But this is all sounding very woe-is-me which is definitely not what I was aiming for. I just want to put it out there that this is a very real experience and I am far from the only one living it. In fact the year my dad died, he was one of 6,109 people in the UK who took their own life. He was one of 4,623 men who took their own life – that’s 76% of all UK suicides that year.
One of my favourite charities who isn’t afraid to say it as it is, is Campaign Against Living Miserably (CALM). They say:
“We believe that there are social and cultural barriers that prevent men from speaking out… men often say that they don’t feel comfortable expressing how they feel if they’re having a shit time, as they’re expected to be strong at all times, and not being so equates to weakness or failure as a man.”
This resonates very closely with my family and me. My dad was so ashamed of having a mental illness. So much so he was convinced he didn’t. My once straight talking and no-nonsense father became a hypochondriac. Not the colloquial type of hypochondriac, the word we bandy around along with ‘OCD’, forgetting that they’re real mental health issues. He had true hypochondria where he seriously believed he had a grievous illness. Which he did – he just didn’t believe it was a mental one. And that’s one of the big problems surrounding public attitudes around mental illness. We understand that diseases like heart disease, cancer, stomach ulcers, ruptured appendices, etc. create physical damage so why is it so hard to accept that your mental health can become damaged in a similar way?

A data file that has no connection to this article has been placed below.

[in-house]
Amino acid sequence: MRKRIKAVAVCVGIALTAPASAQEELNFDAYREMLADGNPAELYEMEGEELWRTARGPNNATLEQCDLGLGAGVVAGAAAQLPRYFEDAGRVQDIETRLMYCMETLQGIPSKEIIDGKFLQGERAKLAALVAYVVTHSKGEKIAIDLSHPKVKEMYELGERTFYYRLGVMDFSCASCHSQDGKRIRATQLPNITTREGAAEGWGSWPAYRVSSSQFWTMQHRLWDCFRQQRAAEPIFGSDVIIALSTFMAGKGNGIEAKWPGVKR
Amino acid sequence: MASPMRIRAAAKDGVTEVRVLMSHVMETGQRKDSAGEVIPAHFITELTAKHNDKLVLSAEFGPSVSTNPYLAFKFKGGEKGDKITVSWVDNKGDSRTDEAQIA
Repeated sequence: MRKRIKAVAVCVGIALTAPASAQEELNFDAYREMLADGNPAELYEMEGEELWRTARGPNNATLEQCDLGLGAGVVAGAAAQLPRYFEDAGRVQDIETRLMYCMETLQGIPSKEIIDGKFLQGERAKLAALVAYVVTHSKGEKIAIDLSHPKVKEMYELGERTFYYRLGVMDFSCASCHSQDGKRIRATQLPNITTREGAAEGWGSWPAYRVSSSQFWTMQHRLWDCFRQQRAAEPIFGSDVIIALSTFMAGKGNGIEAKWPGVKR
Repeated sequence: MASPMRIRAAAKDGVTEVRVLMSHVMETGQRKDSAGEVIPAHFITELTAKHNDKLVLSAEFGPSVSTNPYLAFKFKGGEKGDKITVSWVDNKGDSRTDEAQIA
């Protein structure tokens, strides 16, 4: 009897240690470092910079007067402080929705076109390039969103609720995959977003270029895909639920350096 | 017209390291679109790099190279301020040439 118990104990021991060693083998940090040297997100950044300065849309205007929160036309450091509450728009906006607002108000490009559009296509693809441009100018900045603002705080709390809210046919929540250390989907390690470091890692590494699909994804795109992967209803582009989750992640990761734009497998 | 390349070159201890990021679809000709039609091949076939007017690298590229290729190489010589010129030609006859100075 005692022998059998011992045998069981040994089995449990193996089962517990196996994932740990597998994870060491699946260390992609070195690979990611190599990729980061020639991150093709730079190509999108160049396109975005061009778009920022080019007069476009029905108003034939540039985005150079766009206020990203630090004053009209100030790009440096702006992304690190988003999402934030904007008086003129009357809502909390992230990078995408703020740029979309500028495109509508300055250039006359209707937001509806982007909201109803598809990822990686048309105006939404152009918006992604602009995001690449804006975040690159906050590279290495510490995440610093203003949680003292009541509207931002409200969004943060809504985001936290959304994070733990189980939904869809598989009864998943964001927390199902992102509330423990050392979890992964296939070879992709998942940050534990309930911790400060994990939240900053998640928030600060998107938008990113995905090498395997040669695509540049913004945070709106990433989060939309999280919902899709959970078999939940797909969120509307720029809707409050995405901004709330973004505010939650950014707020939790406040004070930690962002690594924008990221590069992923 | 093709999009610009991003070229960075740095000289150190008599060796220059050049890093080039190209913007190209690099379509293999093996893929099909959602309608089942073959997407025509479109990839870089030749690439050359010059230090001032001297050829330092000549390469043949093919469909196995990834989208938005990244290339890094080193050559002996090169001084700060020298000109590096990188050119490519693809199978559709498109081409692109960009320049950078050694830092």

I haven’t actually taken time to count because I don’t really want to know the answer but I think it was about 3/4 months since I’d seen my dad before he died. I can’t even remember the last time I saw him. Also, the night he died was a Sunday, which was usually my scheduled evening to call my parents. But that particular Sunday I went out so I didn’t call. As you can imagine I regret that choice a lot. Calling might not have made any difference in the end but I’ll never know – and anyway, it was my last chance to talk to my dad and I didn’t take it.
When my dad first died I also felt very angry at him. I know, I know – this is normal and I don’t really feel it anymore. Although my justification for writing this blog post (he would have hated to be featured online but don’t worry Dad, it’s only got a readership of 0.000000295% of the population) is that he doesn’t get a say anymore. And sometimes, especially at bedtime when im singing to The Boy, I think about what it would mean to choose to depart the world in which The Boy exists and it makes me feel sick. But then I shut it out and get on with cooking dinner. Or whatever. It’s surprisingly easy to do that.